Welterweight: Errol Spence Jr. vs. Terence Crawford

Ah yes, Spence and Crawford, who have been on a collision course for years and years at this juncture. The two best 147-pounders in the world were on the precipice of a deal for a fight last November, but talks collapsed in the late stages.

Spence is poised to move up to 154 pounds for a summer meeting against Keith Thurman. The WBA ruled that Spence will have 30 days after the fight to either close a deal to fight Crawford for the undisputed championship, or face the winner of the April 29 bout between WBA "regular" welterweight titlist, Eimantas Stanionis and Vergil Ortiz.

It's possible that Spence never returns to 147 pounds, but he has talked to Crawford in recent weeks about making the long-awaited fight happen. Spence also holds the WBC and IBF titles at 147 pounds. His championship résumé includes victories over Mikey Garcia, Shawn Porter and Danny Garcia.

Crawford, meanwhile, is in talks for a bout against Alexis Rocha after the WBO ordered the mandatory bout last month. Crawford is ESPN's top welterweight and No. 1 pound-for-pound boxer. Spence is No. 2 at 147 pounds and No. 4 pound-for-pound.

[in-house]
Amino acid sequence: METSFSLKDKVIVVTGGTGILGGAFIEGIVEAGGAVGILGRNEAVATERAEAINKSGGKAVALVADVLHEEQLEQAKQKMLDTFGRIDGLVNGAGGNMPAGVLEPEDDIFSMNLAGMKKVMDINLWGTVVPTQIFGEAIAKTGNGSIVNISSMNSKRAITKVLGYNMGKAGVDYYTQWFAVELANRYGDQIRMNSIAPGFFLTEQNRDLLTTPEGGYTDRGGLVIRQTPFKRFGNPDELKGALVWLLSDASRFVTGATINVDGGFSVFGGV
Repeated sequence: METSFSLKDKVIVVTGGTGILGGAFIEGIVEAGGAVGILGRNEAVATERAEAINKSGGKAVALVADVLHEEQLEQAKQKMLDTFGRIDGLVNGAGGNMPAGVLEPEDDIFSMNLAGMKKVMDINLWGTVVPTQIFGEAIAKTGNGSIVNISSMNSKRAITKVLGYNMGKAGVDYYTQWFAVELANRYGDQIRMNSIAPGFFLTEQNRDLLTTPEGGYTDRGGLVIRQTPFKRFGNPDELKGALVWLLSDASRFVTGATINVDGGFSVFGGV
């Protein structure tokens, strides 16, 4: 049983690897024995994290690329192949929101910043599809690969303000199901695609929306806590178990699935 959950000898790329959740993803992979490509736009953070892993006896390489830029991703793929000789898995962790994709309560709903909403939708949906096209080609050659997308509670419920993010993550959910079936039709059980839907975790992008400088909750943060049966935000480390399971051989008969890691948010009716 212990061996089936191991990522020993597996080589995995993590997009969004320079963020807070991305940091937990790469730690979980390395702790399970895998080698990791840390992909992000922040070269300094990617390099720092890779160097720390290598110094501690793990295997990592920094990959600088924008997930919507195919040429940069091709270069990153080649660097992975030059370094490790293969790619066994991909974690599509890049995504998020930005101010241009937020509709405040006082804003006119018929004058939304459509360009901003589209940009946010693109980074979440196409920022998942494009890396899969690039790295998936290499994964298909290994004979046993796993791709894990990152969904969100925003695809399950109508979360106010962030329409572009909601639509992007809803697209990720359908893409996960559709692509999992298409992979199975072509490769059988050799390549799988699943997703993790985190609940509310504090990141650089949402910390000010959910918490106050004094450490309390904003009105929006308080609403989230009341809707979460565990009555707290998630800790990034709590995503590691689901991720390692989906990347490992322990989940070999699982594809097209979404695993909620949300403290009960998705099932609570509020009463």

There remains hope Spence-Crawford will one day materialize, but undisputed status at 147 pounds eludes the fans for now.

Junior featherweight: Stephen Fulton/Naoya Inoue vs. Murodjon Akhmadaliev

Fulton will travel to Japan for a megafight against Inoue on May 7 in Yokohama (Sunday morning on ESPN+) and the Philadelphian will have his WBC and WBO belts on the line in a high-stakes matchup that is among the best the sport can deliver.

Inoue is a former bantamweight undisputed champion and has won titles in three different divisions. He is rated No. 2 by ESPN on the pound-for-pound rankings and will test his greatness against a bigger, stronger fighter who also happens to be a battle-tested elite boxer. Fulton often throws upward of 1,000 punches and can fight both inside and outside.

Whoever wins won't just cement himself as one of the sport's top pound-for-pound fighters -- he'll be only one fight away from being undisputed at 122 pounds. Uzbekistan's Akhmadaliev, an Olympic bronze medalist, has the WBA and IBF titles at junior featherweight.

Akhmadaliev, ESPN's No. 2 junior featherweight (behind Fulton) will defend his belts against Marlon Tapales on April 8 in San Antonio. Akhmadaliev will be heavily favored to retain them, and then wait to see what happens on May 7 in Japan. With no other natural matchup for Akhmadaliev on the horizon, a fight against the winner of Fulton-Inoue could happen later this year, particularly if it's Inoue, a major money generator in Japan who promises career-high paydays for opponents.